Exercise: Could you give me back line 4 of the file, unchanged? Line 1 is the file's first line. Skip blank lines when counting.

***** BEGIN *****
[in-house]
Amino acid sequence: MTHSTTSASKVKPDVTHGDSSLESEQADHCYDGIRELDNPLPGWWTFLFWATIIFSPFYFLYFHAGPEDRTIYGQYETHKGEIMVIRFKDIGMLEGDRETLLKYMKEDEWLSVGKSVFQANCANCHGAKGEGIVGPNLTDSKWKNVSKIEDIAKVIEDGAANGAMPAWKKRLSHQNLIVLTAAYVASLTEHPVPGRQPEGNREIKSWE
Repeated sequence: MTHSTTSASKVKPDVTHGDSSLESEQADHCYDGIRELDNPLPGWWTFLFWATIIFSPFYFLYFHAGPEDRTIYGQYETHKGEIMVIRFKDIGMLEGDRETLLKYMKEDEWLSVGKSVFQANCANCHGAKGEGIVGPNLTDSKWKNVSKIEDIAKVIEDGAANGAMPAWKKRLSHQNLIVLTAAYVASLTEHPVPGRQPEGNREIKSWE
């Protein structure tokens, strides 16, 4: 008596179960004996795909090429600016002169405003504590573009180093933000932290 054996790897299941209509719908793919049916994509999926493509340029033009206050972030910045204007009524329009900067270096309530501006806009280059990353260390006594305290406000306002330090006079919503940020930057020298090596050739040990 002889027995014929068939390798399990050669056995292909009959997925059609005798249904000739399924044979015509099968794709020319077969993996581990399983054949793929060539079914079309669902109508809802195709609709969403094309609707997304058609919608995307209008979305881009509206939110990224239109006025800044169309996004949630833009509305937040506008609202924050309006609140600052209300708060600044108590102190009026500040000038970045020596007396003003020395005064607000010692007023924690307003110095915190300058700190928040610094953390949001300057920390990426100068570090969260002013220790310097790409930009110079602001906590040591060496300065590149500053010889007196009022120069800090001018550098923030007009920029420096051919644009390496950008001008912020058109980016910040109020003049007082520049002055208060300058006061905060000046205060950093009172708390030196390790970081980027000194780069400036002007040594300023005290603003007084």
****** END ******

């Protein structure tokens, strides 16, 4: 008596179960004996795909090429600016002169405003504590573009180093933000932290 054996790897299941209509719908793919049916994509999926493509340029033009206050972030910045204007009524329009900067270096309530501006806009280059990353260390006594305290406000306002330090006079919503940020930057020298090596050739040990 002889027995014929068939390798399990050669056995292909009959997925059609005798249904000739399924044979015509099968794709020319077969993996581990399983054949793929060539079914079309669902109508809802195709609709969403094309609707997304058609919608995307209008979305881009509206939110990224239109006025800044169309996004949630833009509305937040506008609202924050309006609140600052209300708060600044108590102190009026500040000038970045020596007396003003020395005064607000010692007023924690307003110095915190300058700190928040610094953390949001300057920390990426100068570090969260002013220790310097790409930009110079602001906590040591060496300065590149500053010889007196009022120069800090001018550098923030007009920029420096051919644009390496950008001008912020058109980016910040109020003049007082520049002055208060300058006061905060000046205060950093009172708390030196390790970081980027000194780069400036002007040594300023005290603003007084």